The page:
Alternative namesSoybean paste, 味噌 (Japanese)
Place of originJapan
Associated cuisineJapanese
Main ingredientsFermented soybeans, salt, kōji (Aspergillus oryzae)
Miso is sold in storage containers.
Akamiso (red miso) has a reddish-brown color.
Nutritional value per 100 g (3.5 oz)
Energy831 kJ (199 kcal)
Dietary fiber5.4
Tryptophan0.155 g
Threonine0.479 g
Isoleucine0.508 g
Leucine0.82 g
Lysine0.478 g
Methionine0.129 g
Cystine0 g
Phenylalanine0.486 g
Tyrosine0.352 g
Valine0.547 g
Arginine0.784 g
Histidine0.243 g
Alanine0.5 g
Aspartic acid1.171 g
Glutamic acid1.915 g
Glycine0.447 g
Proline0.619 g
Serine0.601 g
Vitamin A equiv.
4 μg
52 μg
0 μg
Thiamine (B1)
0.098 mg
Riboflavin (B2)
0.233 mg
Niacin (B3)
0.906 mg
Pantothenic acid (B5)
0.337 mg
Vitamin B6
0.199 mg
Folate (B9)
19 μg
Vitamin B12
0.08 μg
72.2 mg
Vitamin C
0 mg
Vitamin D
0 IU
Vitamin E
0.01 mg
Vitamin K
29.3 μg
57 mg
2.49 mg
48 mg
0.859 mg
159 mg
210 mg
3728 mg
2.56 mg
Other constituentsQuantity
Alcohol (ethanol)0
Percentages estimated using US recommendations for adults.[1]

Miso (みそ or 味噌) is a traditional Japanese seasoning. It is a thick paste produced by fermenting soybeans with salt and kōji (the fungus Aspergillus oryzae) and sometimes rice, barley, seaweed, or other ingredients. It is used for sauces and spreads, pickling vegetables, fish, or meats, and mixing with dashi soup stock to serve as miso soup, a Japanese culinary staple. Miso is high in protein and rich in vitamins and minerals, and it played an important nutritional role in feudal Japan. Miso is still widely used in both traditional and modern cooking in Japan and has been gaining worldwide interest.[2]

Typically, miso is salty, but its flavor and aroma depend on the ingredients and fermentation process. Different varieties of miso have been described as salty, sweet, earthy, fruity, and savory.


The origin of miso of Japan is not completely clear.

In the Kamakura period (1185–1333), a common meal was made up of a bowl of rice, some dried fish, a serving of miso, and a fresh vegetable. Until the Muromachi period (1337 to 1573), miso was made without grinding the soybeans, somewhat like nattō. In the Muromachi era, Buddhist monks discovered that soybeans could be ground into a paste, spawning new methods using miso to flavor other foods. In medieval times, the word temaemiso, meaning homemade miso, appeared. Miso production is relatively simple, so homemade versions spread throughout Japan. Miso was used as military provisions during the Sengoku period, and making miso was an important economic activity for daimyōs of that era.

During the Edo period (1603–1868), miso was also called hishio () and kuki (豆支)[8][9] and various types of miso that fit with each local climate and culture emerged throughout Japan.

Today, miso is produced industrially in large quantities, and traditional homemade miso has become a rarity. In recent years, many new types of miso have appeared, including ones with added soup stocks or calcium, made with beans other than soy, or having reduced salt for health, among other varieties available.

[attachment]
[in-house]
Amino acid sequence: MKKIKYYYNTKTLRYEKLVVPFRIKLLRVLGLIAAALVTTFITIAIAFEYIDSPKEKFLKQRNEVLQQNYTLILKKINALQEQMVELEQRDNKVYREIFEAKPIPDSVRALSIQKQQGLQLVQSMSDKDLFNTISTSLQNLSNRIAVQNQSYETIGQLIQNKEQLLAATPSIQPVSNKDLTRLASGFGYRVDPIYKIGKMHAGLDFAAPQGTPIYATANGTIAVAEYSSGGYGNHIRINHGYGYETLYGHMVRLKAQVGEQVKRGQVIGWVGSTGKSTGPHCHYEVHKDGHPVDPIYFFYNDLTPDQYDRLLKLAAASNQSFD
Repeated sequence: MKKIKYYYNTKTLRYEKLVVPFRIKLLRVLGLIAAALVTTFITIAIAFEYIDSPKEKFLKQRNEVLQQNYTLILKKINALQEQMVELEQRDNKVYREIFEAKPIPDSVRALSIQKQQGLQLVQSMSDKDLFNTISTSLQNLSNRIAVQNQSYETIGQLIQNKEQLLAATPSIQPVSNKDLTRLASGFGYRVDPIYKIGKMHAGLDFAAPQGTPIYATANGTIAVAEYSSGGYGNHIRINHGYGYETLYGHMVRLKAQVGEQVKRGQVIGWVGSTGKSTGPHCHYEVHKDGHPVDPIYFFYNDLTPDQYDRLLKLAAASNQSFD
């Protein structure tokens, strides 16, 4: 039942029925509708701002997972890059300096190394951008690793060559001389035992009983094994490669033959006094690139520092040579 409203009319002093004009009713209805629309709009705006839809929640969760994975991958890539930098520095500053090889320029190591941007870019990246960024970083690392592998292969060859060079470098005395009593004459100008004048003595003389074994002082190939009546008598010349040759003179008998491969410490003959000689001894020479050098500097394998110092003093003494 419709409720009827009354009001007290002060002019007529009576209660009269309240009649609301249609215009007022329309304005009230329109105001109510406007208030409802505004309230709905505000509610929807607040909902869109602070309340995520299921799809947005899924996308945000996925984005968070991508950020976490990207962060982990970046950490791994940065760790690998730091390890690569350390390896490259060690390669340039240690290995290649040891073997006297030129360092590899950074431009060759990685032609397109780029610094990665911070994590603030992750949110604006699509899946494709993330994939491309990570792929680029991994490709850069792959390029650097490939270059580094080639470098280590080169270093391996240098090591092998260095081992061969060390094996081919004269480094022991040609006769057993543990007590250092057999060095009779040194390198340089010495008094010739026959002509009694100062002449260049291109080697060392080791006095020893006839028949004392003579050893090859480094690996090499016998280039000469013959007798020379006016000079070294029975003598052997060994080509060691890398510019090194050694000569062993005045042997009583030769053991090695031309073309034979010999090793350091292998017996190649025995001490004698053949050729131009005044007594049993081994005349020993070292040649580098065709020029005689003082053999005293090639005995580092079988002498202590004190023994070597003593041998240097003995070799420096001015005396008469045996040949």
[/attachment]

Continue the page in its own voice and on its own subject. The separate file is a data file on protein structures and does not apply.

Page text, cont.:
The ingredients used to produce miso may include any mix of soybeans, barley, rice, buckwheat, millet, rye, wheat, hemp seed, and cycad, among others. Lately, producers in other countries have also begun selling miso made from chickpeas, corn, azuki beans, amaranth, and quinoa. Fermentation time ranges from as little as five days to several years. The variety of Japanese miso is difficult to classify but is commonly done by grain type, color, taste, and background.

Many regions have their own specific variation on the miso standard. For example, the soybeans used in Sendai miso are much more coarsely mashed than in normal soy miso.

Miso made with rice such as shinshu miso (信州味噌) and shiro miso (白味噌) are called kome miso (米味噌).

Types and flavor

The taste, aroma, texture, and appearance of miso vary by region and season. Other important variables that contribute to the flavor of a particular miso include temperature, duration of fermentation, salt content, variety of kōji, and fermenting vessel. The most common flavor categories of miso are:

Although white and red (shiromiso and akamiso) are the most common misos available, different varieties may be preferred in particular regions of Japan. In the eastern Kantō region that includes Tokyo, the darker brownish akamiso is popular while in the western Kansai region encompassing Osaka, Kyoto, and Kobe, the lighter shiromiso is preferred.

A more nuanced breakdown of the flavors is as follows:

Chemical properties of flavor and aroma compounds

The distinct and unique aroma of miso determines its quality. Many reactions occur among the components of miso, primarily the Maillard reaction, a non-enzymatic reaction of an amino group with a reducing sugar. The volatile compounds produced from this reaction give miso its characteristic flavor and aroma. Depending on the microorganism in combination with the variety of soybean or cereal used, many flavor compounds are produced that give rise to the different types of miso. Fermentation products such as furanone compounds, including 4-hydroxy-2(or 5)-ethyl-5(or 2)-methyl-3(2H)-furanone (HEMF) and 4-hydroxy-2,5 dimethyl-3(2H)-furanone (HDMF) are novel flavor compounds of miso.[11] HEMF is especially known for its sweet aroma and is very important for the sensory evaluation of the aroma of rice miso.[11]